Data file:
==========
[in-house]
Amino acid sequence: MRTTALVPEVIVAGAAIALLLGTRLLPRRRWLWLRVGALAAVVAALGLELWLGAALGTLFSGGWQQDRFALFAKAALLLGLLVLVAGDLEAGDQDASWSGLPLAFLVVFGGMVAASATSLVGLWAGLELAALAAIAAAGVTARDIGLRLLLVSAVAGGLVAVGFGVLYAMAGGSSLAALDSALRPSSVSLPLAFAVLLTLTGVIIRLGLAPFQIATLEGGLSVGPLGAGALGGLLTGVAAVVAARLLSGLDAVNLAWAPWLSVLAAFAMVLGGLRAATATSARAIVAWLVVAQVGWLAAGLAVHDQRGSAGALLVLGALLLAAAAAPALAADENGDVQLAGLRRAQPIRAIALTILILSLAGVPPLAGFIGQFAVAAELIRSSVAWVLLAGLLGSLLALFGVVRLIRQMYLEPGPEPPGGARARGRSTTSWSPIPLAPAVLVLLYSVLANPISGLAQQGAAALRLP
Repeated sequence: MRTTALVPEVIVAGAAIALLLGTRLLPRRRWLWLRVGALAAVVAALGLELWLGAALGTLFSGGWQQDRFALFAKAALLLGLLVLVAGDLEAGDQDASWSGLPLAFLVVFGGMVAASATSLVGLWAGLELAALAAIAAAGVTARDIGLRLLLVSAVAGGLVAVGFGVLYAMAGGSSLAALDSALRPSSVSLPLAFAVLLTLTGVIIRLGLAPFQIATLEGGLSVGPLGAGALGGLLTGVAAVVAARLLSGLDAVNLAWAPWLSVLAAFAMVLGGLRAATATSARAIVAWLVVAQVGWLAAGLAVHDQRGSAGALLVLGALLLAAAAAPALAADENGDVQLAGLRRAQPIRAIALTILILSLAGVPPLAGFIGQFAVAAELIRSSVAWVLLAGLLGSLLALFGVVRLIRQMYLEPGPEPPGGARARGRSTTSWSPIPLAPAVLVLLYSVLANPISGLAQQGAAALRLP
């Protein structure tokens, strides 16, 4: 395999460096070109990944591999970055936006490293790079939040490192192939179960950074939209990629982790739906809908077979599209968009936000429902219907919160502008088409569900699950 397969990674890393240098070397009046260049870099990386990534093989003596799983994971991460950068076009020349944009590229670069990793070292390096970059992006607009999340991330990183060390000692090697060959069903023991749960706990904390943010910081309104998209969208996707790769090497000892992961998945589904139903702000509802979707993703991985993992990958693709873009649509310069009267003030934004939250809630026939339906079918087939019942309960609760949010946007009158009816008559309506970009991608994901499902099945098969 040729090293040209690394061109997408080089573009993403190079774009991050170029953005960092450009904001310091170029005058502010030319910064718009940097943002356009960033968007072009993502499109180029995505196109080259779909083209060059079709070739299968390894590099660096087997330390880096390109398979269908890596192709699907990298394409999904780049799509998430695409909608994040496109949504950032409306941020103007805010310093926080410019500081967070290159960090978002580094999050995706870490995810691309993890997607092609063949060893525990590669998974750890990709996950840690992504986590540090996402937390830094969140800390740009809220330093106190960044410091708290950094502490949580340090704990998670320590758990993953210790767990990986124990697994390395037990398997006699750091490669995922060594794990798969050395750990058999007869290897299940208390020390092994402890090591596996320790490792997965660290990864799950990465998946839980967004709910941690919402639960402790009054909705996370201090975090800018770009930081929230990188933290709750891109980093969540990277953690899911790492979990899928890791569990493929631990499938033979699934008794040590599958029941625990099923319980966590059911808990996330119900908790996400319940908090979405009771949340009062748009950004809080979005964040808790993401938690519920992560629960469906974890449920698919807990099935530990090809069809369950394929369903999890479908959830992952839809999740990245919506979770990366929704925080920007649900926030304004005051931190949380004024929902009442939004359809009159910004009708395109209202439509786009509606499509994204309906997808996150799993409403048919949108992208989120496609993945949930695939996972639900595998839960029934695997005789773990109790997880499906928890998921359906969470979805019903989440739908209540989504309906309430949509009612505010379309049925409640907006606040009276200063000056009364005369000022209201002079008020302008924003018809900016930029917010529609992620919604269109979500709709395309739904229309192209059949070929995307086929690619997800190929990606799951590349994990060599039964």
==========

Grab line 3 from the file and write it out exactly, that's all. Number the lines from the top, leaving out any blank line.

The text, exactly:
Repeated sequence: MRTTALVPEVIVAGAAIALLLGTRLLPRRRWLWLRVGALAAVVAALGLELWLGAALGTLFSGGWQQDRFALFAKAALLLGLLVLVAGDLEAGDQDASWSGLPLAFLVVFGGMVAASATSLVGLWAGLELAALAAIAAAGVTARDIGLRLLLVSAVAGGLVAVGFGVLYAMAGGSSLAALDSALRPSSVSLPLAFAVLLTLTGVIIRLGLAPFQIATLEGGLSVGPLGAGALGGLLTGVAAVVAARLLSGLDAVNLAWAPWLSVLAAFAMVLGGLRAATATSARAIVAWLVVAQVGWLAAGLAVHDQRGSAGALLVLGALLLAAAAAPALAADENGDVQLAGLRRAQPIRAIALTILILSLAGVPPLAGFIGQFAVAAELIRSSVAWVLLAGLLGSLLALFGVVRLIRQMYLEPGPEPPGGARARGRSTTSWSPIPLAPAVLVLLYSVLANPISGLAQQGAAALRLP